Katell Quillévéré’s second feature, Suzanne, has opened Crtiics’ Week, and “it’s the sort of woozily shot, remorselessly emotional, acutely observed socio-realist soap that both confounds and confirms chick-flick prejudice,” finds the Guardian‘s Catherine Shoard. “Baldly recalled, it sounds like a telenovela: Suzanne and her elder sister, Maria, live with their widowed father in the Languedoc. We see them first in primary school, then as Suzanne (Sara Forestier) is about to leave secondary and announces she’s pregnant. Flash forward five years and Charlie is part of the family (his father is never seen or spoken of) and Suzanne works in the office of the trucking company that employs dad. Then she falls in love, with Nicolas (Paul Hamy) who feels the same, but he’s a small-time gangster, and when he must leave, Suzanne must choose between him and her family.”
“[R]ealistically staged but artificially structured,” finds Boyd van Hoeij, writing for Variety. “Though it’s just over 90 minutes long, the story charts 25 years in the life of not only the protag but also her dad, sister and criminal lover, with ellipses occurring so frequently that the pic almost feels like an extended trailer for an entire season of a French working-class daytime drama.”
In the Hollywood Reporter, Jordan Mintzer notes that Quillévéré’s “debut Love Like Poison premiered in the 2010 Directors’ Fortnight and went on to win France’s prestigious Louis Delluc prize.” Suzanne “doesn’t always prove effective, especially during a denouement that creeps towards genre territory without convincingly laying down the groundwork for it. But other moments, particularly in the movie’s lengthy mid-section, are both realistically handled and, at times, extremely moving, thanks in a large part to terrific turns from Forestier (The Names of Love), Adele Haenel (House of Tolerance) and [François] Damiens (Nothing to Declare)–in a rare non-comic role that proves the Belgian actor definitely has the chops for drama.”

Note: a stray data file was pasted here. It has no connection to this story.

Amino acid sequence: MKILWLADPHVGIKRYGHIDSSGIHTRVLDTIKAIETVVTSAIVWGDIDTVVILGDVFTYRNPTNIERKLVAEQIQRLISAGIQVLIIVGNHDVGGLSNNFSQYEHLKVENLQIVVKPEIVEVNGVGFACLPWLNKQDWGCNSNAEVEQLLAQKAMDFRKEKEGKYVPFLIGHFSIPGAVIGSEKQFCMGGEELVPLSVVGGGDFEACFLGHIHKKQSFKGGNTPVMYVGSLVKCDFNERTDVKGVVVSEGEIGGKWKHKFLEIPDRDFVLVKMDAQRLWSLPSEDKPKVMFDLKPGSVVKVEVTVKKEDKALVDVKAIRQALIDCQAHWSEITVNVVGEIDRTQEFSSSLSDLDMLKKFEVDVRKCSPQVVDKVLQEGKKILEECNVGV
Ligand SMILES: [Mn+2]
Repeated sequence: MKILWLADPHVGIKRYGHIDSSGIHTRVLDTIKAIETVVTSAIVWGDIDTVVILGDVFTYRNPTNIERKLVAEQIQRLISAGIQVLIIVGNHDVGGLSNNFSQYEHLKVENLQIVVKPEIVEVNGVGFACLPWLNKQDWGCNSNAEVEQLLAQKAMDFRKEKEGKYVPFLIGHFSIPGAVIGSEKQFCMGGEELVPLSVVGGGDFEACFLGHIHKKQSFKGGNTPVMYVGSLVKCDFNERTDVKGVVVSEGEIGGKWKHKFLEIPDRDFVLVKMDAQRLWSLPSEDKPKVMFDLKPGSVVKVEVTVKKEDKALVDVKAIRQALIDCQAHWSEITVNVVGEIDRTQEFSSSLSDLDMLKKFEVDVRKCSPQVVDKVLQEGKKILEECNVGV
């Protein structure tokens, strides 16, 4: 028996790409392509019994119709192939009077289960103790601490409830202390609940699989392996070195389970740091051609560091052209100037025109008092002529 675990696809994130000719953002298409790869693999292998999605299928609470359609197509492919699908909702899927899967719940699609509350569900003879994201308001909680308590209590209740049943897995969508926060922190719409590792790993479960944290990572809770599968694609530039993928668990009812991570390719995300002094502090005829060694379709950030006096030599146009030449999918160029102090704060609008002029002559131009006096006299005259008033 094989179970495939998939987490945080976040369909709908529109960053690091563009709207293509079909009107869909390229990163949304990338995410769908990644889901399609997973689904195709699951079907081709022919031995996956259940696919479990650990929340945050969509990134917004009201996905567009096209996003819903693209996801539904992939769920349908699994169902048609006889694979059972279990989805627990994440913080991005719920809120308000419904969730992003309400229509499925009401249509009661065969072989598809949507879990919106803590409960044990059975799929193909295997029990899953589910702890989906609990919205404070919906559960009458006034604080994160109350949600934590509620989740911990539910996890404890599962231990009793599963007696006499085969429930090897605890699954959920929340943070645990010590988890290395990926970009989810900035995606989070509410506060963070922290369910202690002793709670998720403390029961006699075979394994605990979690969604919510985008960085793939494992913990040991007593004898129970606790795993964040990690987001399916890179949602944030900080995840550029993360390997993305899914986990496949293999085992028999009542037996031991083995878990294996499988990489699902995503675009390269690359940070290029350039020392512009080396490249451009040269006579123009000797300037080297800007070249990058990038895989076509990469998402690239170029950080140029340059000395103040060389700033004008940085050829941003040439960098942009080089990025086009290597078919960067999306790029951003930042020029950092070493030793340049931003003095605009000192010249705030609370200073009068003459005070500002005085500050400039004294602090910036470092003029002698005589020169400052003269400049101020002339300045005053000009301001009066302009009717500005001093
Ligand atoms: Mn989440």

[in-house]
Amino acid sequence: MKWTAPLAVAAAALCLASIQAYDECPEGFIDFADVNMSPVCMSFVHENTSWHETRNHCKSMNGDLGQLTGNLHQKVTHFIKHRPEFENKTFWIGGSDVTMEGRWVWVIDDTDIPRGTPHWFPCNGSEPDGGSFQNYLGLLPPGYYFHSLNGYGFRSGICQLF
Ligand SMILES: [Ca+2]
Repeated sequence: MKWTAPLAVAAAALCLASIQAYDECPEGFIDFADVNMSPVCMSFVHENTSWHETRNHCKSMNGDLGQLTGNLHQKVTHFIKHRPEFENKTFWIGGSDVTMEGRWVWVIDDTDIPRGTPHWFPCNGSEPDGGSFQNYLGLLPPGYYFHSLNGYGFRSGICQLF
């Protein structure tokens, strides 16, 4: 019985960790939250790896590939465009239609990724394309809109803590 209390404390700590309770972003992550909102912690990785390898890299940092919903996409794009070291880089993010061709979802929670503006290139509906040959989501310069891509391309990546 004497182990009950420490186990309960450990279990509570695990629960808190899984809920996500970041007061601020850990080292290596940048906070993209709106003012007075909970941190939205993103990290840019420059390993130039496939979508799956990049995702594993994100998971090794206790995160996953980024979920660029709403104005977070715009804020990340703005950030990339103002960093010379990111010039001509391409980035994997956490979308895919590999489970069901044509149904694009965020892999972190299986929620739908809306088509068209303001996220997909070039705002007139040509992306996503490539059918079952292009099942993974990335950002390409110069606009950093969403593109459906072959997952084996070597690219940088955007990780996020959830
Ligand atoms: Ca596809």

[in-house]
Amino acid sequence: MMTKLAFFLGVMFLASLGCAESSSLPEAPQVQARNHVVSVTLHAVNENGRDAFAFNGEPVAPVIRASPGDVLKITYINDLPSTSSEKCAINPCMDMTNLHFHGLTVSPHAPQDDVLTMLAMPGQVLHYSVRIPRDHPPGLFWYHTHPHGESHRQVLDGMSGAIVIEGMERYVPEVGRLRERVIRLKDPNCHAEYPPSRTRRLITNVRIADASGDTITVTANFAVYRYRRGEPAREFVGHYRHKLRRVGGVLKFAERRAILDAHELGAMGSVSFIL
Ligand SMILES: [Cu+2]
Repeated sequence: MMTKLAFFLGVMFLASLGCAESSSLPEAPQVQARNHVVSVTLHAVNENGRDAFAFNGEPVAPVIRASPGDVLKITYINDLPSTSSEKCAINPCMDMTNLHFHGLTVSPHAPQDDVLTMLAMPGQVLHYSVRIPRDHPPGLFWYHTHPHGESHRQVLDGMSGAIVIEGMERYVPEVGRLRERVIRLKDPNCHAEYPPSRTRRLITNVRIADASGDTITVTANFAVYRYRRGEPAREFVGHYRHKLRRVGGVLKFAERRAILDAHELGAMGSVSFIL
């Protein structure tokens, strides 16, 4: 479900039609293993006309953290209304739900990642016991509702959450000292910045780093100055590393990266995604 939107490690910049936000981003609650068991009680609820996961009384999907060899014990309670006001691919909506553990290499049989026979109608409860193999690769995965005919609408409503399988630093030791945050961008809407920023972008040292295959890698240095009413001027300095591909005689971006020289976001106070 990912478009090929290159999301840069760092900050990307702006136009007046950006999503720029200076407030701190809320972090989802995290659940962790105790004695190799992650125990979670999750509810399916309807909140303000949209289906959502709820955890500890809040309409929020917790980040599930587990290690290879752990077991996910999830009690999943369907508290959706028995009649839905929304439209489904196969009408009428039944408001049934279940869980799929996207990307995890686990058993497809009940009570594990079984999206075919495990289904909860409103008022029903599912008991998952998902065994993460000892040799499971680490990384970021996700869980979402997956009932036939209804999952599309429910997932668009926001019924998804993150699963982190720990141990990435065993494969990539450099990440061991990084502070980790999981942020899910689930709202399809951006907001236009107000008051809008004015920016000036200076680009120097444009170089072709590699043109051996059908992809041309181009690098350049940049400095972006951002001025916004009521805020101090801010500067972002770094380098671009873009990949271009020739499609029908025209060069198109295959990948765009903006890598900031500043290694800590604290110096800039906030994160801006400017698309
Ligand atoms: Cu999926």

You can sample the look and feel of Suzanne
in the second half of this report from Arte (in French, no subtitles),
which compares and contrasts the film with Sofia Coppola’s The Bling Ring.
At Cineuropa, Fabien Lemercier finds that Quillévéré “culls a very clear and affectionate portrait of a family of modest means in the depths of France, that of truck-drivers, working women and waitresses, barbecues in shabby courtyards, children placed in foster families, bars and clubs in which people try to escape, and small-time dealers. This world of solitude where family ties serve as lifelines is conveyed by Katell Quillévéré with a healthy energy, an excellent screenplay (co-written by Mariette Désert) skilfully addressing the time factor, and intelligent staging (without any ostentation), effectively swinging from the intimate to a vaster perception of the outer world.”
“There are rare moments of joy, reckless decisions, heartache and much more in a film that feels like flicking through a family album filled with births, deaths, wrong turns and piercing regrets,” writes Allan Hunter for Screen. “An atmospheric, haunting score by Verity Susman considerably enhances the changing moods of a film that in its finer moments can readily stand comparison with the films of the Dardenne brothers.”
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